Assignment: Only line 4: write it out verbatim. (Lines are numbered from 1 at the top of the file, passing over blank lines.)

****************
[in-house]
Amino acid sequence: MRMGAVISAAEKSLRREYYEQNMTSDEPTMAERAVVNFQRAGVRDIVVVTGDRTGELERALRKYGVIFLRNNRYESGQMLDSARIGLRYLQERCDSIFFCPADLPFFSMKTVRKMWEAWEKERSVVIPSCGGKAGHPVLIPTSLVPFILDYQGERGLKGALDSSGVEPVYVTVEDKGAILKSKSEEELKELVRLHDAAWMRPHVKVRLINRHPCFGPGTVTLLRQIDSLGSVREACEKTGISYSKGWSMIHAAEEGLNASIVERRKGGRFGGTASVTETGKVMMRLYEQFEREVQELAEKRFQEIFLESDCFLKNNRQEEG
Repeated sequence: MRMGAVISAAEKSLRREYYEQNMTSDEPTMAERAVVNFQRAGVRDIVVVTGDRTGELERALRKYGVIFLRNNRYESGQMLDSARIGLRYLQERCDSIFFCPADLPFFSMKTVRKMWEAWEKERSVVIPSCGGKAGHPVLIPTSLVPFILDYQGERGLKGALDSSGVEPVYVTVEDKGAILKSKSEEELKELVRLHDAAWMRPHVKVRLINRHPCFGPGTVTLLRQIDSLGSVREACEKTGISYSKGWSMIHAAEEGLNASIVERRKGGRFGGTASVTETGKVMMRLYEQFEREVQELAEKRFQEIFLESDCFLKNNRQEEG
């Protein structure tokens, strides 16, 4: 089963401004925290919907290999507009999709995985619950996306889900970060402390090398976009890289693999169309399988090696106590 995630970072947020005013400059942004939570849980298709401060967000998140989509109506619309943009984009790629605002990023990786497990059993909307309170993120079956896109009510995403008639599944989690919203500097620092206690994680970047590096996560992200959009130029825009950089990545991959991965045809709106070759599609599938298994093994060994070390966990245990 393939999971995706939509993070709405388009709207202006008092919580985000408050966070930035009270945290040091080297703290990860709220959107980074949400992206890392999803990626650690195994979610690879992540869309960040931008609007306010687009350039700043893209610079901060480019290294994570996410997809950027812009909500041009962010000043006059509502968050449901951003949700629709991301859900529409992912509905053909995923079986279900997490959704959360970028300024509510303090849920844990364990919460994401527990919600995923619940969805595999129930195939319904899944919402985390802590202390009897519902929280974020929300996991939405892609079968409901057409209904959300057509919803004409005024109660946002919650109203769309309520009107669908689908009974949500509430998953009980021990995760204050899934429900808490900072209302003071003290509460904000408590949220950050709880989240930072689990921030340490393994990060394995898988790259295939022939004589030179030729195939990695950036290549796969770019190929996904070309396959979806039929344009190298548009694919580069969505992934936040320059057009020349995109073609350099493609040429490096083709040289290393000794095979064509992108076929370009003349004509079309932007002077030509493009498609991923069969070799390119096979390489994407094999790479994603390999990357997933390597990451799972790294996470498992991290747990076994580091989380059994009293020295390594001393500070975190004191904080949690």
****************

């Protein structure tokens, strides 16, 4: 089963401004925290919907290999507009999709995985619950996306889900970060402390090398976009890289693999169309399988090696106590 995630970072947020005013400059942004939570849980298709401060967000998140989509109506619309943009984009790629605002990023990786497990059993909307309170993120079956896109009510995403008639599944989690919203500097620092206690994680970047590096996560992200959009130029825009950089990545991959991965045809709106070759599609599938298994093994060994070390966990245990 393939999971995706939509993070709405388009709207202006008092919580985000408050966070930035009270945290040091080297703290990860709220959107980074949400992206890392999803990626650690195994979610690879992540869309960040931008609007306010687009350039700043893209610079901060480019290294994570996410997809950027812009909500041009962010000043006059509502968050449901951003949700629709991301859900529409992912509905053909995923079986279900997490959704959360970028300024509510303090849920844990364990919460994401527990919600995923619940969805595999129930195939319904899944919402985390802590202390009897519902929280974020929300996991939405892609079968409901057409209904959300057509919803004409005024109660946002919650109203769309309520009107669908689908009974949500509430998953009980021990995760204050899934429900808490900072209302003071003290509460904000408590949220950050709880989240930072689990921030340490393994990060394995898988790259295939022939004589030179030729195939990695950036290549796969770019190929996904070309396959979806039929344009190298548009694919580069969505992934936040320059057009020349995109073609350099493609040429490096083709040289290393000794095979064509992108076929370009003349004509079309932007002077030509493009498609991923069969070799390119096979390489994407094999790479994603390999990357997933390597990451799972790294996470498992991290747990076994580091989380059994009293020295390594001393500070975190004191904080949690």